The Information and Democracy Partnership : guarantee access to reliable information [fr]

The Information and Democracy Partnership responds to the need to promote an environment conducive to reliable information for citizens, in order to enable them to forge an informed opinion in a context where large-scale online misinformation is sapping trust in institutions and democratic processes, where private stakeholders outside the democratic framework hold increasing sway, where professional journalism is weakened and where political control over the media persists in several countries.

Drawing from the work of the International Commission created by Reporters Without Borders, France launched an initiative calling for States to take action at the first Paris Peace Forum together with 11 partners (Burkina Faso, Canada, Costa Rica, Denmark, Latvia, Lebanon, Lithuania, Norway, Senegal, Switzerland, Turkey). A text, entitled “Information and Democracy Partnership ” was finalized in June 2019 and was formally signed by States on 26 September 2019 in New York.

This text lays down the principles and objectives to promote access to reliable information. The Signatory States commit to promoting national and international legal frameworks encouraging freedom of opinion and expression and access to reliable information. They invite businesses which play key roles in international news and information to respect principles of transparency, responsibility and neutrality and to ensure that their activities are compatible with human rights in order to promote reliable information.

At the initiative of Reporters Without Borders and a coalition of independent organizations, a Stakeholder Forum was launched during the second Paris Peace Forum in November 2019 to support to implementation of the Partnership by drawing up recommendations.

A first working group presented a report on infodemics in November 2020, focusing on four structural challenges calling for reinforced regulation: platform transparency; meta-regulation of content moderation; promotion of information reliability; and the merging of the public and private space when closed messaging services become de facto unregulated public spaces.

A second working group of the Forum on Information and Democracy presented in June 2021 a report dedicated to the sustainability of journalism.

List of participating countries (as of 24 June 2021)

Andorra, Australia, Argentina, Armenia, Austria, Belgium, Benin, Bulgaria, Canada, Chile, Costa Rica, Croatia, Cyprus, Czech Republic, Denmark, Estonia, Finland, France, Georgia, Germany, Greece, Iceland, India, Italy, Latvia, Liechtenstein, Lithuania, Lebanon, Luxembourg, Malta, Montenegro, Netherlands, Norway, Portugal, Senegal, Slovenia, South Africa, South Korea, Spain, Sweden, Switzerland, Tunisia and United Kingdom.

Ministerial Summit for Information and Democracy - 24 September 2021

Two years after the September 2019 launch of the International Partnership for Information and Democracy, the French Minister for Europe and Foreign Affairs, Mr Jean-Yves Le Drian brought together, with the support of Reporters Without Borders (RSF), the Member States of the Partnership, heads of international organizations and representatives of civil society and private stakeholders in the digital technology sector, for the first ministerial Summit for Information and Democracy, organized in New York on the sidelines of the 76th UN General Assembly High-Level Week.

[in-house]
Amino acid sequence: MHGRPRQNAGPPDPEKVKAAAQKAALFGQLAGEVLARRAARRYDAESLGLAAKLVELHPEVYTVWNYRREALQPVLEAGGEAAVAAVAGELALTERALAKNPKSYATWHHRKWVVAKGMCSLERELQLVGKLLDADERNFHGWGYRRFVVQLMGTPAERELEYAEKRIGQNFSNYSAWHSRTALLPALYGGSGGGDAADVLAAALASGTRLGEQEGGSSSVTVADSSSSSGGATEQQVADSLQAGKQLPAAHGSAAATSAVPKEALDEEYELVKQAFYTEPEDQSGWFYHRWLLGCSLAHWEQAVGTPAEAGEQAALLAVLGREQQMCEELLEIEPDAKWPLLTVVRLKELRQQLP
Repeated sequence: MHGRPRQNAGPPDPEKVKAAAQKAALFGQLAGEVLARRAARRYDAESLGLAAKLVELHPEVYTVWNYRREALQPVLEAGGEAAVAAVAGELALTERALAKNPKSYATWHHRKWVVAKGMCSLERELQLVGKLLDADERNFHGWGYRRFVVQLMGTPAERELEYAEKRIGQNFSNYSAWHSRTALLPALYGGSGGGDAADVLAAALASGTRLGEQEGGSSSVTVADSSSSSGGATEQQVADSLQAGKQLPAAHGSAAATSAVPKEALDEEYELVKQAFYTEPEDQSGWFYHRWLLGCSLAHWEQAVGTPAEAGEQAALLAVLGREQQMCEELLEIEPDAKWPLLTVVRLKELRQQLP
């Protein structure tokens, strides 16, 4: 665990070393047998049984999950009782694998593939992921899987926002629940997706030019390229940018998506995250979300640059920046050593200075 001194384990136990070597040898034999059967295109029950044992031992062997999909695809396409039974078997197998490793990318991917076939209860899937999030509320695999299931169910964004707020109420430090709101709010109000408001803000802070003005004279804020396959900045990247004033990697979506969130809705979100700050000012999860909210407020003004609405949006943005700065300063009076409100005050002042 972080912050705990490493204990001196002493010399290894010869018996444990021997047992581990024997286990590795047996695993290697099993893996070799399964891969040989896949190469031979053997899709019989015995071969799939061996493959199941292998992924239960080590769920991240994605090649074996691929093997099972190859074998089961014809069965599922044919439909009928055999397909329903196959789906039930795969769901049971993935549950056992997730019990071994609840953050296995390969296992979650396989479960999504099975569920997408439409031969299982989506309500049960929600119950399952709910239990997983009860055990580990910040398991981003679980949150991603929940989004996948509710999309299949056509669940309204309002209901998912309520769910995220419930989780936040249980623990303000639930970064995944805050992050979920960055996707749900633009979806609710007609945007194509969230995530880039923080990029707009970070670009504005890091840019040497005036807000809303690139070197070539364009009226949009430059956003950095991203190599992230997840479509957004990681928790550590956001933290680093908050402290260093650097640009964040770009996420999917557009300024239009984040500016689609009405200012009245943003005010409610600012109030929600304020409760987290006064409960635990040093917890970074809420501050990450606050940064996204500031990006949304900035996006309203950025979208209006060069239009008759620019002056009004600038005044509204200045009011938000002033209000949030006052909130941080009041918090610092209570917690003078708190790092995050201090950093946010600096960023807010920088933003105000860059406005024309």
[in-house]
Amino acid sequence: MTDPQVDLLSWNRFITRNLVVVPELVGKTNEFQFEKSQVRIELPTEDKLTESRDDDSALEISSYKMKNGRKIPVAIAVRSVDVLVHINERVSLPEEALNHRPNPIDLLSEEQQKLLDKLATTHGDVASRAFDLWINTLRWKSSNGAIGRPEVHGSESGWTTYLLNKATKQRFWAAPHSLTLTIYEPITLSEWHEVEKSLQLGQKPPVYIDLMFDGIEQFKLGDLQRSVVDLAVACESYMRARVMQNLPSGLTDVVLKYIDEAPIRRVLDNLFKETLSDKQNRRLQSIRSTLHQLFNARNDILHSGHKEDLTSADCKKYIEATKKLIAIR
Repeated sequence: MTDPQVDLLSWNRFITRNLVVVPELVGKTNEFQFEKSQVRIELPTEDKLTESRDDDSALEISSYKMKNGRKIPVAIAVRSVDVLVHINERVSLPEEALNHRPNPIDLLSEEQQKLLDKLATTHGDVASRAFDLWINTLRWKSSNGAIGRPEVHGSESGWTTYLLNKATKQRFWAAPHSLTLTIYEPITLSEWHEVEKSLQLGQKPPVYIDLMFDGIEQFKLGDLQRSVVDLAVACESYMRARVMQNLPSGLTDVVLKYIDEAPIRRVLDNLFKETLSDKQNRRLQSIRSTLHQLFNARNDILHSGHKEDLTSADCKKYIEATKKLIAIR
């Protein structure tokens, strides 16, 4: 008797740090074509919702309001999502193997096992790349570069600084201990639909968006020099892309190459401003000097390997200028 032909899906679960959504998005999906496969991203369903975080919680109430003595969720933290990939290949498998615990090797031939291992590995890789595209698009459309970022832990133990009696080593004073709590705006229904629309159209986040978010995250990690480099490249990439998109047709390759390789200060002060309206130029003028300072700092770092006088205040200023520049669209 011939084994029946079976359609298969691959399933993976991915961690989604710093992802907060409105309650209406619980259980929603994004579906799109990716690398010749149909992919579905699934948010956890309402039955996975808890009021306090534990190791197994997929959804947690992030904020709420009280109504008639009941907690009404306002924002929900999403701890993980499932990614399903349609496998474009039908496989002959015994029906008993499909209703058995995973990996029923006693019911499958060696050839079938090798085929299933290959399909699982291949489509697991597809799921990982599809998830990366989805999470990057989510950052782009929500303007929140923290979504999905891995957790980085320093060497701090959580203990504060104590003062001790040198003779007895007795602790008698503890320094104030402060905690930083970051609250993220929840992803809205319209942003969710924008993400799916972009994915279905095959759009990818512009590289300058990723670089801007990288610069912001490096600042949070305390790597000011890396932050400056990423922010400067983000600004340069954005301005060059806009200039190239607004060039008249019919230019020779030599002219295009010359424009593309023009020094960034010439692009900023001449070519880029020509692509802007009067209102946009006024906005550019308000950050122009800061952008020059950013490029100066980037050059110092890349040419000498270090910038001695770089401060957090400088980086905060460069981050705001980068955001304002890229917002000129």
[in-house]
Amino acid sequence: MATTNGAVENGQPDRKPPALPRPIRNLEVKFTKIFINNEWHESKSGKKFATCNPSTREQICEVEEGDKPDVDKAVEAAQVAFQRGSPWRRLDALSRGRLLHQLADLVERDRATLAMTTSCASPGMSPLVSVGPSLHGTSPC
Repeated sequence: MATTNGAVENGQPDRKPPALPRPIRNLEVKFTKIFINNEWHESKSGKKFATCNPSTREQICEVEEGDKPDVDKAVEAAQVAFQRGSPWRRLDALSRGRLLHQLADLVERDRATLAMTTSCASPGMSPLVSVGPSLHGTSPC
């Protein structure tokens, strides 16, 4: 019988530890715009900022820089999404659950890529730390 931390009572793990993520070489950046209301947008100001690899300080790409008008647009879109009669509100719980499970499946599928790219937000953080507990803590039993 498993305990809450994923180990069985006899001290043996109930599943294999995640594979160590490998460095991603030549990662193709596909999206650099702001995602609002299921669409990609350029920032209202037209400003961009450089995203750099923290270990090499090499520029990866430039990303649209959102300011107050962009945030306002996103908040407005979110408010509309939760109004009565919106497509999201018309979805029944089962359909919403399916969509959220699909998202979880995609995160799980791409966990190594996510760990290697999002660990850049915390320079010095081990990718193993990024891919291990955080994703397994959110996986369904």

The Chair of the Forum on Information and Democracy and Secretary-General of Reporters Without Borders (RSF), Mr Christophe Deloire, highlighted the importance of preserving a “democratic information space”.

All participants noted the worrying deterioration of the public space, everywhere in the world, due to misinformation and growing restrictions on freedom of expression and of the press, which the COVID-19 pandemic has exacerbated. They also examined the profound transformations caused by the rise of social media.

The work carried out at the Summit focused specifically on three topics:

  • democratic requirements in terms of regulating content on social media, to better combat the scourge of infodemics;
  • the economic sustainability of journalism, the model of which is undermined by the development of digital platforms;
  • the system of accountability to be put in place for social media and their users, in particular concerning high-audience accounts.

The recommendations issued in the first two reports by the Forum on Information and Democracy, dedicated to the fight against infodemics (November 2020) and the challenges of the economic sustainability of journalism (June 2021), were studied on this occasion. The Forum announced it would be producing a third report on accountability and account management on social media.

The creation of a coalition of around forty NGOs to strengthen mobilization in support of access to reliable information from free and independent media outlets, and of an International Observatory on Information and Democracy, which would produce a regular report on developments in the global information space, was announced at the Summit.

Lastly, the participants agreed to meet once a year, in the framework of the ministerial Summit for Information and Democracy, to carry out further work.

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Jean-Yves le Drian and Christophe Deloire at the Information and Democracy Summet in New York - 24 September 2021.

Dernière modification : 29/09/2021

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